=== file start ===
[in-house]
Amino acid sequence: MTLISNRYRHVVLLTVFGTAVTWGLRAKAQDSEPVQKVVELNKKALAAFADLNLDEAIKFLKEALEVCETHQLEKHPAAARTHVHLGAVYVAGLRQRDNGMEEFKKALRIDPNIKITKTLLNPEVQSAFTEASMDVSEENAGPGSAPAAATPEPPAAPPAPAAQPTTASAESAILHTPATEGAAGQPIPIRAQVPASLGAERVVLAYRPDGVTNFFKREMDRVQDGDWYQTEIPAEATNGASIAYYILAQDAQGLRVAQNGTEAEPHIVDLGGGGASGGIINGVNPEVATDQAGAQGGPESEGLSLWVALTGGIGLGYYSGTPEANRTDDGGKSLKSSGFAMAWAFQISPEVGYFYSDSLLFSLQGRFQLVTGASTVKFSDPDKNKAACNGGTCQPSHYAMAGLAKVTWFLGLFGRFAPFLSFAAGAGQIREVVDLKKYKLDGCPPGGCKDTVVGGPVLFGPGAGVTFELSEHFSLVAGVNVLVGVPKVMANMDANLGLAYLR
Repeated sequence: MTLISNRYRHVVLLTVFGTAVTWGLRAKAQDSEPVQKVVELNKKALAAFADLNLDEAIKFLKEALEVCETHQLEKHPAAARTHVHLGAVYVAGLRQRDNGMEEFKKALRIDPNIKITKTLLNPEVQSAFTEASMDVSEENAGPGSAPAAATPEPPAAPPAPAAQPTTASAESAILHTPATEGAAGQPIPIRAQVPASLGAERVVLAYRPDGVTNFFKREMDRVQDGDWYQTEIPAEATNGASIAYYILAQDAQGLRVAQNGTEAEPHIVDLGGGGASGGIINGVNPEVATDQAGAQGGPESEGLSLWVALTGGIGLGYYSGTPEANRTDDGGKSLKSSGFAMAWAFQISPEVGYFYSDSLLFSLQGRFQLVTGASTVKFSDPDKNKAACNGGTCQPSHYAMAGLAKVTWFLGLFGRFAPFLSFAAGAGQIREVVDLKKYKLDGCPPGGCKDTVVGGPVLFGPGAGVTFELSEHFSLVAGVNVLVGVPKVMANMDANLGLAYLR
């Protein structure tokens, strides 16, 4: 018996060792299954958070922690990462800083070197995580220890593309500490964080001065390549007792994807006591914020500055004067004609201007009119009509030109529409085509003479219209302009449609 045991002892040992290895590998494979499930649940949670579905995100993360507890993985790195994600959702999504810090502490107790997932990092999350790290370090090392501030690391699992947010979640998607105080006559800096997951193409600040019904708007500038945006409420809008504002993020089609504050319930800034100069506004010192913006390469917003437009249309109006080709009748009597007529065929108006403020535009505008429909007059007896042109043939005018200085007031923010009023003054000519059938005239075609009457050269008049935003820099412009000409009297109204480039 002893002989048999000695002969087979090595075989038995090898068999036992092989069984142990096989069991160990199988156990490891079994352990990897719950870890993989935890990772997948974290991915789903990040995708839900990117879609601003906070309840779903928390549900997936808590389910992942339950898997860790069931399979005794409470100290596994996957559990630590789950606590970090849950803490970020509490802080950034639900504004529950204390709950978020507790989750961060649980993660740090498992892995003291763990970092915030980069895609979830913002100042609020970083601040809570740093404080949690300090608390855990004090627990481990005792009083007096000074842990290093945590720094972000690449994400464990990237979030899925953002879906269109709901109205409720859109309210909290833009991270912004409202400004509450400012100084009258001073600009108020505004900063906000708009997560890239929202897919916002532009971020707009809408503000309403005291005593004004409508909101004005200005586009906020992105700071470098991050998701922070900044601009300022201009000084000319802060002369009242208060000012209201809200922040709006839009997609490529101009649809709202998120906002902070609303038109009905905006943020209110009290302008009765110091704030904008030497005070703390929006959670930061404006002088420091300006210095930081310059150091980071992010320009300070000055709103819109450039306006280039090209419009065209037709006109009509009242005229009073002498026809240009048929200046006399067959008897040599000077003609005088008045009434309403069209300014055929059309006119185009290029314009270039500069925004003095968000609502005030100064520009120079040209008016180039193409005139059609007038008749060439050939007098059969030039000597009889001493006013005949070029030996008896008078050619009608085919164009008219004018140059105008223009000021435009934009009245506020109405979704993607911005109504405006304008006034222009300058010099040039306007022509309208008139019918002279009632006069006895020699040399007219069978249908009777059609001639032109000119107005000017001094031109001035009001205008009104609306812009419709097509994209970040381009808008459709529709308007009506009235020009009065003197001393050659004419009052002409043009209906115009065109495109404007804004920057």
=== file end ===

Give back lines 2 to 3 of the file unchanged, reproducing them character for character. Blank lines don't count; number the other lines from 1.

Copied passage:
Amino acid sequence: MTLISNRYRHVVLLTVFGTAVTWGLRAKAQDSEPVQKVVELNKKALAAFADLNLDEAIKFLKEALEVCETHQLEKHPAAARTHVHLGAVYVAGLRQRDNGMEEFKKALRIDPNIKITKTLLNPEVQSAFTEASMDVSEENAGPGSAPAAATPEPPAAPPAPAAQPTTASAESAILHTPATEGAAGQPIPIRAQVPASLGAERVVLAYRPDGVTNFFKREMDRVQDGDWYQTEIPAEATNGASIAYYILAQDAQGLRVAQNGTEAEPHIVDLGGGGASGGIINGVNPEVATDQAGAQGGPESEGLSLWVALTGGIGLGYYSGTPEANRTDDGGKSLKSSGFAMAWAFQISPEVGYFYSDSLLFSLQGRFQLVTGASTVKFSDPDKNKAACNGGTCQPSHYAMAGLAKVTWFLGLFGRFAPFLSFAAGAGQIREVVDLKKYKLDGCPPGGCKDTVVGGPVLFGPGAGVTFELSEHFSLVAGVNVLVGVPKVMANMDANLGLAYLR
Repeated sequence: MTLISNRYRHVVLLTVFGTAVTWGLRAKAQDSEPVQKVVELNKKALAAFADLNLDEAIKFLKEALEVCETHQLEKHPAAARTHVHLGAVYVAGLRQRDNGMEEFKKALRIDPNIKITKTLLNPEVQSAFTEASMDVSEENAGPGSAPAAATPEPPAAPPAPAAQPTTASAESAILHTPATEGAAGQPIPIRAQVPASLGAERVVLAYRPDGVTNFFKREMDRVQDGDWYQTEIPAEATNGASIAYYILAQDAQGLRVAQNGTEAEPHIVDLGGGGASGGIINGVNPEVATDQAGAQGGPESEGLSLWVALTGGIGLGYYSGTPEANRTDDGGKSLKSSGFAMAWAFQISPEVGYFYSDSLLFSLQGRFQLVTGASTVKFSDPDKNKAACNGGTCQPSHYAMAGLAKVTWFLGLFGRFAPFLSFAAGAGQIREVVDLKKYKLDGCPPGGCKDTVVGGPVLFGPGAGVTFELSEHFSLVAGVNVLVGVPKVMANMDANLGLAYLR